David Cantrell


CPAN::FindDependencies - find dependencies for modules on the CPAN


    use CPAN::FindDependencies;
    my @dependencies = CPAN::FindDependencies::finddeps("CPAN");
    foreach my $dep (@dependencies) {
        print ' ' x $dep->depth();
        print $dep->name().' ('.$dep->distribution().")\n";


The module uses the CPAN packages index to map modules to distributions and vice versa, and then fetches distributions' META.yml or Makefile.PL files from http://search.cpan.org/ to determine pre-requisites. This means that a working interwebnet connection is required.


There is just one function, which is not exported by default although you can make that happen in the usual fashion.


Takes a single compulsory parameter, the name of a module (ie Some::Module); and the following optional named parameters:


Warnings about modules where we can't find their META.yml or Makefile.PL, and so can't divine their pre-requisites, will be suppressed;


Failure to get a module's dependencies will be a fatal error instead of merely emitting a warning;


Use this version of perl to figure out what's in core. If not specified, it defaults to 5.005. Three part version numbers (eg 5.8.8) are supported but discouraged.


The location of CPAN.pm's 02packages.details.txt.gz file as a local filename, with either a relative or an absolute path. If not specified, it is fetched from a CPAN mirror instead. The file is fetched just once.


A directory to use for caching. It defaults to no caching. Even if caching is turned on, this is only for META.yml or Makefile.PL files. 02packages is not cached - if you want to read that from a local disk, see the 02packages option.


Cuts off the dependency tree at the specified depth. Your specified module is at depth 0, your dependencies at depth 1, their dependencies at depth 2, and so on.


If set to true, then for any module that doesn't have a META.yml, try to use its Makefile.PL as well. Note that this involves downloading code from the Internet and running it. This obviously opens you up to all kinds of bad juju, hence why it is disabled by default.

Adds recommended modules to the list of dependencies, if set to a true value.

It returns a list of CPAN::FindDependencies::Dependency objects, whose useful methods are:


The module's name;


The distribution containing this module;


The minimum required version of his module (if specified in the requirer's pre-requisites list);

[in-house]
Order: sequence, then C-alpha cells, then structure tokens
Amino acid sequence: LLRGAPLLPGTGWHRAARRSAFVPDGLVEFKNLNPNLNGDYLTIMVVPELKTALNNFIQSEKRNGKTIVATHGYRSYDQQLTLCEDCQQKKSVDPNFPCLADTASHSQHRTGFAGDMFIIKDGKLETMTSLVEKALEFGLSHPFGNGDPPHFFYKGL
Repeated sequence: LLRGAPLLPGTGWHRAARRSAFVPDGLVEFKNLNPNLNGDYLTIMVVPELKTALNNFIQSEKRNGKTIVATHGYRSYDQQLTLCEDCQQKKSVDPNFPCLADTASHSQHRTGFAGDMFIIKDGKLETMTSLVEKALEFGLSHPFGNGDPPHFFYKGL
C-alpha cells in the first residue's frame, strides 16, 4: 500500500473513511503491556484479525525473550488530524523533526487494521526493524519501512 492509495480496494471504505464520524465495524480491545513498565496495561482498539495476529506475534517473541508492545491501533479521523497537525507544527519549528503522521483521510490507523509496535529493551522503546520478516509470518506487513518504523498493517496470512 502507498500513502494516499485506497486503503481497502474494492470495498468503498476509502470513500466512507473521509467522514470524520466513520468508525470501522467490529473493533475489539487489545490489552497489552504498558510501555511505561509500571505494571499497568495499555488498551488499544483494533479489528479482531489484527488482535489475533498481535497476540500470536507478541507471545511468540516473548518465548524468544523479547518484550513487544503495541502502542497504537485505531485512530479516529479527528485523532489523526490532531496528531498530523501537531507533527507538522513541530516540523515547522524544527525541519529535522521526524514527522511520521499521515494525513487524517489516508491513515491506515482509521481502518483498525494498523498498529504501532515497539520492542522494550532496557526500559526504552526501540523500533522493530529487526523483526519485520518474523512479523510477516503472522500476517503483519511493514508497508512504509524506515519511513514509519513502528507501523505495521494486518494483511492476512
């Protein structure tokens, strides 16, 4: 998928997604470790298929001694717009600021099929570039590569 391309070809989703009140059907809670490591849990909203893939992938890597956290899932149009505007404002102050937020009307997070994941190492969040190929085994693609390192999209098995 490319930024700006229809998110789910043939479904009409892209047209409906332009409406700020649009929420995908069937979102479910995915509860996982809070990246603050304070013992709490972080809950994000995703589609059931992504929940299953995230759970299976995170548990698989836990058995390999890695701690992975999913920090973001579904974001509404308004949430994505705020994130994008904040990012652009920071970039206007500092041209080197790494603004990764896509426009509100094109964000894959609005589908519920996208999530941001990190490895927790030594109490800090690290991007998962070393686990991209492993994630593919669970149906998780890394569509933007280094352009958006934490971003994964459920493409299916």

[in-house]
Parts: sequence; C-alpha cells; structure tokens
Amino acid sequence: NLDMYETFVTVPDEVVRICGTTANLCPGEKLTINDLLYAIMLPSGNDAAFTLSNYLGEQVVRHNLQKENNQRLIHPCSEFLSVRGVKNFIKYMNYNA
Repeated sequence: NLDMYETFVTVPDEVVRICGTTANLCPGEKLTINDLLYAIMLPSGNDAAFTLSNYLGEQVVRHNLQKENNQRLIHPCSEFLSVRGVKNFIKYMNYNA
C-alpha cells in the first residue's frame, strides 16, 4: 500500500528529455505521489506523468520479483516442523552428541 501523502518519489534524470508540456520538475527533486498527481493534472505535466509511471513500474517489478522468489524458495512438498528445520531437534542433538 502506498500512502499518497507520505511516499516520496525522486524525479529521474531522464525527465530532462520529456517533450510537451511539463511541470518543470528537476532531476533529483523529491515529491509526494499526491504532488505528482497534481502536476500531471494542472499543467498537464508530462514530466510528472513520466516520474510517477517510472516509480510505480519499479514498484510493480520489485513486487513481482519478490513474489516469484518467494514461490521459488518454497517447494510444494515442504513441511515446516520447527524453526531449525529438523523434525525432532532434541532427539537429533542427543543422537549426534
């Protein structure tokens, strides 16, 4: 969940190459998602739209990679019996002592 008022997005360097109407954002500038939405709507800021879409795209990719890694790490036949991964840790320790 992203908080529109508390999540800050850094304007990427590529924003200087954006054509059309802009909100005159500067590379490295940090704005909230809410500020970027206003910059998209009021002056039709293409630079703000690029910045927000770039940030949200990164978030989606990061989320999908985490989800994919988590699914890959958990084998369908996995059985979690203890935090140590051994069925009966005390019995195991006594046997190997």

How deep in the dependency tree this module is;


If any warning was generated (even if suppressed) for the module, it will be recorded here.

Any modules listed as dependencies but which are in the perl core distribution for the version of perl you specified are suppressed.

These objects are returned in a semi-defined order. You can be sure that a module will be immediately followed by one of its dependencies, then that dependency's dependencies, and so on, followed by the 'root' module's next dependency, and so on. You can reconstruct the tree by paying attention to the depth of each object.

The ordering of any particular module's immediate 'children' can be assumed to be random - it's actually hash key order.


If you set usemakefilepl to a true value, this module may download code from the internet and execute it. You should think carefully before enabling that feature.


You must have web access to http://search.cpan.org/ and (unless you tell it where else to look for the index) http://www.cpan.org/, or have all the data cached locally.. If any META.yml or Makefile.PL files are missing, the distribution's dependencies will not be found and a warning will be spat out.

Startup can be slow, especially if it needs to fetch the index from the interweb.


I welcome feedback about my code, including constructive criticism and bug reports. The best bug reports include files that I can add to the test suite, which fail with the current code in my git repo and will pass once I've fixed the bug

Feature requests are far more likely to get implemented if you submit a patch yourself.








Copyright 2007 - 2015 David Cantrell <david@cantrell.org.uk>

This software is free-as-in-speech software, and may be used, distributed, and modified under the terms of either the GNU General Public Licence version 2 or the Artistic Licence. It's up to you which one you use. The full text of the licences can be found in the files GPL2.txt and ARTISTIC.txt, respectively.


Stephan Loyd (for fixing problems with some META.yml files)

Alexandr Ciornii (for a patch to stop it segfaulting on Windows)

Brian Phillips (for the code to report on required versions of modules)

Ian Tegebo (for the code to extract deps from Makefile.PL)

Georg Oechsler (for the code to also list 'recommended' modules)

Jonathan Stowe (for making it work through HTTP proxies)


This module is also free-as-in-mason software.